• Agricultural Disaster Relief Trust Fund: In 2008 Maria was instrumental in passing legislation to assist farmers impacted by natural disasters. She helped to expand a program that ensures Washington apple, pear, grape, and cherry growers have the support they need to get back on their feet quickly after storms. The Tree Assistance Program (TAP) helps growers replace and replant crop-producing trees damaged during a disaster. When the trees that grow fruit are destroyed, it is a long, costly process for orchardists to rebuild their trees and begin to produce crops again. Maria was key in pushing an amendment that expands the program to orchardists who were previously unable to seek assistance. She also helped pass the Supplemental Revenue Assistance Payments Program (SURE), which ensures that vulnerable farms in high-risk disaster areas have crop insurance to help offset losses. 
  • Supporting Ranchers: The livestock industry in Washington state supports thousands of jobs. Washington’s dairy industry accounts for $1 billion in economic output, and poultry and egg production account for $226 million. Additionally, the cattle and ranching industry employs approximately 11,700 Washingtonians and accounts for $600 million in economic output. Natural disasters can severely strain Washington ranchers, often forcing them to sell off their livestock and accept large losses just to stay in business. That is why Maria fought to provide relief to ranchers after devastating storms.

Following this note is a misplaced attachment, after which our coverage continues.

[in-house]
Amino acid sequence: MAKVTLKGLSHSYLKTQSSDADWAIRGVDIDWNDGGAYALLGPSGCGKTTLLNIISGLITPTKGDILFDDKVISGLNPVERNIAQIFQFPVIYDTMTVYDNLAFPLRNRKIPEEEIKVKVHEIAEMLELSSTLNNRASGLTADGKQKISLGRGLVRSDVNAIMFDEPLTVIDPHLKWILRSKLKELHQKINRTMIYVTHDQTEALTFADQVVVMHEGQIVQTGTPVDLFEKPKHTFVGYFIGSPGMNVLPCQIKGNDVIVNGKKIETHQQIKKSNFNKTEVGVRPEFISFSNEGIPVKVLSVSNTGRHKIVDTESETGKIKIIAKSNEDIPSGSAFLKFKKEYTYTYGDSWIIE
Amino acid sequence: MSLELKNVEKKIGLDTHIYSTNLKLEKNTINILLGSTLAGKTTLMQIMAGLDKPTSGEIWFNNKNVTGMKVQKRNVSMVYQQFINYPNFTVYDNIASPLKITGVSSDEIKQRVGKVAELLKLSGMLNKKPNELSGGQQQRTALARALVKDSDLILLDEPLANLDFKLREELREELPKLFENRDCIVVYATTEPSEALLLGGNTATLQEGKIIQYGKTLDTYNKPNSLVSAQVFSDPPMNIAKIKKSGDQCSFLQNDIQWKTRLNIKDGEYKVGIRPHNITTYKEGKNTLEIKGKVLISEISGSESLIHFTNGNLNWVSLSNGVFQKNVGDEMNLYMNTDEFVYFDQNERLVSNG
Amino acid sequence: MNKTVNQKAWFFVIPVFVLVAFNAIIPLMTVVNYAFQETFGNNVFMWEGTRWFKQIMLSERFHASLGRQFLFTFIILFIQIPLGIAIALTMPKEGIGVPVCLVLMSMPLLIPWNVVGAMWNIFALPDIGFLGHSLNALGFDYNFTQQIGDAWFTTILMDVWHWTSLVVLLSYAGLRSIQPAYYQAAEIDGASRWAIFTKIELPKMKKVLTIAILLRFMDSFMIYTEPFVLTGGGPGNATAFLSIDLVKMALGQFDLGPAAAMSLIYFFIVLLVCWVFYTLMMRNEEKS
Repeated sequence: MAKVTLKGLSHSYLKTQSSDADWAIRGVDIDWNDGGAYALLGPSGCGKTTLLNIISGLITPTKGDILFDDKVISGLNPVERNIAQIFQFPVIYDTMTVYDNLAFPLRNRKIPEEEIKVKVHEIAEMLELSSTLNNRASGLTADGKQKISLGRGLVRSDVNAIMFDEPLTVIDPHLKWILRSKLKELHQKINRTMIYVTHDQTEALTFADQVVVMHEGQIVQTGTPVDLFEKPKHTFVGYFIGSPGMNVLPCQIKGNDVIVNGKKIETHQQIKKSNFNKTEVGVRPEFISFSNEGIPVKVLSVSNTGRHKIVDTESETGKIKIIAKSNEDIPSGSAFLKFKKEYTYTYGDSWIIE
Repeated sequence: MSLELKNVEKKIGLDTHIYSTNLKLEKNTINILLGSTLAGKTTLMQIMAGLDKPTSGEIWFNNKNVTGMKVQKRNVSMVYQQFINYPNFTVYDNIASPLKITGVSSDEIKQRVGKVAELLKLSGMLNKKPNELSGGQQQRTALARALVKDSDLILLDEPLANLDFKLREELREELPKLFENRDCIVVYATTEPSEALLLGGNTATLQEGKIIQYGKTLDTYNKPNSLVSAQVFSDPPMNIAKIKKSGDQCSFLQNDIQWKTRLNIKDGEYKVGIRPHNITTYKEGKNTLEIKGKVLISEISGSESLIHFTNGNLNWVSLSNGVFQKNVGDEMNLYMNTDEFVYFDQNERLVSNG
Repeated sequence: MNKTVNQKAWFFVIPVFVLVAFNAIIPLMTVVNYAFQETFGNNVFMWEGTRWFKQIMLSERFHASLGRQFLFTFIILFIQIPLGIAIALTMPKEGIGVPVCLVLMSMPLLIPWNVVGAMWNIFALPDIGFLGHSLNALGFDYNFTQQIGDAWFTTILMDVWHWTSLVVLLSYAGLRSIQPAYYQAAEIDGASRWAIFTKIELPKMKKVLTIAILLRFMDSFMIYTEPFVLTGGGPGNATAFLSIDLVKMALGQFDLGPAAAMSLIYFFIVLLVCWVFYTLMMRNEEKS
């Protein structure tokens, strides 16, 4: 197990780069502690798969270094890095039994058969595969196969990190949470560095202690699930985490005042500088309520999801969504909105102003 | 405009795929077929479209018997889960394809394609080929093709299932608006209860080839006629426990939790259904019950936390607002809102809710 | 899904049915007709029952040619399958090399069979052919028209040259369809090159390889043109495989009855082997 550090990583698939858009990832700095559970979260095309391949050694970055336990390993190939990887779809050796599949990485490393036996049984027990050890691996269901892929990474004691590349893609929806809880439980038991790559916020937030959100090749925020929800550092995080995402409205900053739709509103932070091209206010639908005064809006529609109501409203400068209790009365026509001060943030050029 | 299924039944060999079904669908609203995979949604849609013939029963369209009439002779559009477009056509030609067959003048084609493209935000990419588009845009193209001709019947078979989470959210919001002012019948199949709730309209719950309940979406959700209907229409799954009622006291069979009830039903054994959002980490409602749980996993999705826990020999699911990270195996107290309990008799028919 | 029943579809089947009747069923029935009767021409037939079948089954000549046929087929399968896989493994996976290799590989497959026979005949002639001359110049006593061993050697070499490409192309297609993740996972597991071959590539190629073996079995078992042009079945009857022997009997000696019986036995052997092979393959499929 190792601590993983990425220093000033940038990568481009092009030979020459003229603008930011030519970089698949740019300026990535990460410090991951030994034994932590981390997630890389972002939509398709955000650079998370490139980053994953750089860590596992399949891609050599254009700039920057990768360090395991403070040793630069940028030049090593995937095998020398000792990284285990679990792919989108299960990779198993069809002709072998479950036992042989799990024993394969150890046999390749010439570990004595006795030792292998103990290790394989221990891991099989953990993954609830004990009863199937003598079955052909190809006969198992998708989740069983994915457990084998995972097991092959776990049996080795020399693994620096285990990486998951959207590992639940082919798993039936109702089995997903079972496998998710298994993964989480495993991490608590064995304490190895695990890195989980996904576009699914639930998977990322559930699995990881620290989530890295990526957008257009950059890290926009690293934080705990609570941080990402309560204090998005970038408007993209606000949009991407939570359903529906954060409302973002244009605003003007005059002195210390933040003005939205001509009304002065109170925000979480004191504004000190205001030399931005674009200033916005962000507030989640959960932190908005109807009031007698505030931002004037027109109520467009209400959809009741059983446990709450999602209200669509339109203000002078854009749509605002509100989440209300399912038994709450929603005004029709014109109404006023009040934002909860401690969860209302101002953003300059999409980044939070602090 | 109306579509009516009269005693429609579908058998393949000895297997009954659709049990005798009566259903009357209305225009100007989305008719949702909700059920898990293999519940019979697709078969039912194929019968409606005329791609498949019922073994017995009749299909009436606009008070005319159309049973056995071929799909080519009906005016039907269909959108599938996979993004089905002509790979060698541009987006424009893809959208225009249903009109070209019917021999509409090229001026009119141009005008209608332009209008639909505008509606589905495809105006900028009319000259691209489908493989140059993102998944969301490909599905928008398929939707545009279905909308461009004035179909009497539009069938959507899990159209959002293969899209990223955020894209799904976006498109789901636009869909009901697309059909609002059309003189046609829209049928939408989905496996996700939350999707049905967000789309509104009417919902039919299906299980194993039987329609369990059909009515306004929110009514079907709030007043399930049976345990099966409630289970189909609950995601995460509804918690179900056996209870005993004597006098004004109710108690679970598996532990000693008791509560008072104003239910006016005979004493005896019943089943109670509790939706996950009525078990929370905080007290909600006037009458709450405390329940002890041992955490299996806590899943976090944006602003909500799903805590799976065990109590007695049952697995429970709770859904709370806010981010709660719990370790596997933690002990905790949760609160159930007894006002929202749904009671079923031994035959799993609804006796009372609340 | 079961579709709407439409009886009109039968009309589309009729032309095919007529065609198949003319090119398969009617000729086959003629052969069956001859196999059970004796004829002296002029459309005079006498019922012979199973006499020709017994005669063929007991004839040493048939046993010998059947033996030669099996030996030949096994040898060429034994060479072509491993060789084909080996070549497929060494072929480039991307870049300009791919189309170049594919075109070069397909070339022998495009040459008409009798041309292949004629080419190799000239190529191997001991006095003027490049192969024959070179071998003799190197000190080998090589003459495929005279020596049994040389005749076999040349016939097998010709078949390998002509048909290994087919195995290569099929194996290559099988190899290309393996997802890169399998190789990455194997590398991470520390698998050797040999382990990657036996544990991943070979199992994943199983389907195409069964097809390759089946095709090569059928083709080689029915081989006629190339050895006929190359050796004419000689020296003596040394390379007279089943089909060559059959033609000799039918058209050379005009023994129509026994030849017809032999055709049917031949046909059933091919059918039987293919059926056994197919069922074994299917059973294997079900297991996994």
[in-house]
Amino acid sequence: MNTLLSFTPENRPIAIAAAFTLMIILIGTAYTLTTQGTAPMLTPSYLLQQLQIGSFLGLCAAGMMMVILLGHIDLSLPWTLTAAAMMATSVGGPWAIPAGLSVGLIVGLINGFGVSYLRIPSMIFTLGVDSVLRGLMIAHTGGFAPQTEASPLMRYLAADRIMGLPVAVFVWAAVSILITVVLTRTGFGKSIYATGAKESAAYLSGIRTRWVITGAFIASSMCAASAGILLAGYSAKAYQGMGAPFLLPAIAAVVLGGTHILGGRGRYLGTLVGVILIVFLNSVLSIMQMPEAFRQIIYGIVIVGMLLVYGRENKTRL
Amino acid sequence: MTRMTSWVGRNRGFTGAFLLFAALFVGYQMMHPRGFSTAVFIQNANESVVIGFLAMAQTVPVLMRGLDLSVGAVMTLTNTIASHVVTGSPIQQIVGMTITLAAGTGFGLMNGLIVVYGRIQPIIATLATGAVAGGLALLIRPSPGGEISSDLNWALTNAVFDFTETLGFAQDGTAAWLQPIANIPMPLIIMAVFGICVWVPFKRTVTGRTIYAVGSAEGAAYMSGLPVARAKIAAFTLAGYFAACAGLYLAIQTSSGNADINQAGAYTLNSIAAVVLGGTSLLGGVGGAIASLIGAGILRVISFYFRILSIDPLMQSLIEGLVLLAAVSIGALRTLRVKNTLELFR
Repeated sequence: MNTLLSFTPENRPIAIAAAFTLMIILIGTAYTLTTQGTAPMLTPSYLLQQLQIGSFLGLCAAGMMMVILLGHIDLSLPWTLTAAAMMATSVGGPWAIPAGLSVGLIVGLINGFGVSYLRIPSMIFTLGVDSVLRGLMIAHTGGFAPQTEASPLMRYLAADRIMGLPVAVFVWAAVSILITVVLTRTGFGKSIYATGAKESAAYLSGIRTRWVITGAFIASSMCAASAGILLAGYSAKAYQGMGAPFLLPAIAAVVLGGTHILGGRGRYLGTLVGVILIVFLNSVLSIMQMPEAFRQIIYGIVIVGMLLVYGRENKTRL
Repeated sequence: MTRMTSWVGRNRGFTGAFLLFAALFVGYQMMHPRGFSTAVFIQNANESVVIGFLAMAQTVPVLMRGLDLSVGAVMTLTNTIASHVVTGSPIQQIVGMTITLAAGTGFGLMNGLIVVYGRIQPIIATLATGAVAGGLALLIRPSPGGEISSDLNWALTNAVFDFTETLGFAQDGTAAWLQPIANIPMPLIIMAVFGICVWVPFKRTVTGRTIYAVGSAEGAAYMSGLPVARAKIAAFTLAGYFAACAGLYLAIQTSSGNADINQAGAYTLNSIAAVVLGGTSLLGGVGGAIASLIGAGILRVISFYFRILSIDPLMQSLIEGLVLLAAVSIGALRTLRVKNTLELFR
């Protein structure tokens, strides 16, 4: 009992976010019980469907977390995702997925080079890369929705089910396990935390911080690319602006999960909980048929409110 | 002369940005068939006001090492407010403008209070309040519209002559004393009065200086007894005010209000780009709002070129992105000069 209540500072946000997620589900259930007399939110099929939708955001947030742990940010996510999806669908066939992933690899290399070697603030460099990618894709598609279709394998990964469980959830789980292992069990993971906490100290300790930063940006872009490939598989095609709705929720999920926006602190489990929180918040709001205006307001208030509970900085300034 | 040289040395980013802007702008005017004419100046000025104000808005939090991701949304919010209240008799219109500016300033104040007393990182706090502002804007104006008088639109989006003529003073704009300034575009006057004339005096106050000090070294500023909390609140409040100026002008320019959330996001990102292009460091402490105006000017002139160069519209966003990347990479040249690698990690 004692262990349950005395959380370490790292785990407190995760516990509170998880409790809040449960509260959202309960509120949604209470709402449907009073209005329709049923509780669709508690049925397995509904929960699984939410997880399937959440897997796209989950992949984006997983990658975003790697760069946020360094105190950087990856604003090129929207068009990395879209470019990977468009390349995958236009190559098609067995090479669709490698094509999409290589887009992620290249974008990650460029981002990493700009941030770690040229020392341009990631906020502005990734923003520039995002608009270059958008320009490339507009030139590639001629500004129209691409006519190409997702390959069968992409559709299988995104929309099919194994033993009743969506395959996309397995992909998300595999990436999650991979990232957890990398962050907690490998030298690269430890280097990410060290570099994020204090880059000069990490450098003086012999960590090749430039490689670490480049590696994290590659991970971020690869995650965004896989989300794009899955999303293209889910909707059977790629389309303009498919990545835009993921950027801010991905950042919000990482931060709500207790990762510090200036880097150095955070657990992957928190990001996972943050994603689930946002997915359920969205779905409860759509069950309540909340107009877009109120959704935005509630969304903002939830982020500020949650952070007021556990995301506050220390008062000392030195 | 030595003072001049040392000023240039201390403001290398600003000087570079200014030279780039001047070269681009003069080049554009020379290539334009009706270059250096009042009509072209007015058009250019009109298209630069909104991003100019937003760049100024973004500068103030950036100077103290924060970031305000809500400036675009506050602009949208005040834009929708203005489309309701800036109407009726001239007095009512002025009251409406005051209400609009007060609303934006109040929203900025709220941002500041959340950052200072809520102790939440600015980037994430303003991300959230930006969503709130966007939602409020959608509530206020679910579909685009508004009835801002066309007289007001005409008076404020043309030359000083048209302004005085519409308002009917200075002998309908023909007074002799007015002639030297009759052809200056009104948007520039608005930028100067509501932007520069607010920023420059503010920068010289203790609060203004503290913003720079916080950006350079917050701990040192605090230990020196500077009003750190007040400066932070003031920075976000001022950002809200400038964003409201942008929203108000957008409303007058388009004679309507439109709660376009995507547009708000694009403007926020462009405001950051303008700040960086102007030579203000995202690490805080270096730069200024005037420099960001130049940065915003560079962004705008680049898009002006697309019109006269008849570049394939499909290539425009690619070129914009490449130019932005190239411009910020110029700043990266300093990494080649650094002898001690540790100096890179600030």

In 2008 Maria helped pass three programs that are crucial to Washington ranchers. The Livestock Indemnity Program supports ranchers at a rate of 75 percent of market value for livestock killed in a disaster. The Livestock Forage Disaster Program assists ranchers who graze livestock on drought-affected pastureland or grazing land. To help prevent major gaps in disaster coverage, the Emergency Assistance for Livestock, Honey Bees, and Farm-Raised Fish Program provides emergency relief to Washington producers whose losses are not covered under other disaster programs.
  • Rescuing the Asparagus Crop: For years foreign competition ate away at Washington’s asparagus crop. Washington state lost approximately 60 percent of its asparagus acreage between 2000 and 2006, largely because of foreign imports. In the 2008 Farm Bill legislation, Maria successfully led the charge to save the Asparagus Market Loss Program, which helps offset losses suffered by asparagus producers as a result of foreign imports.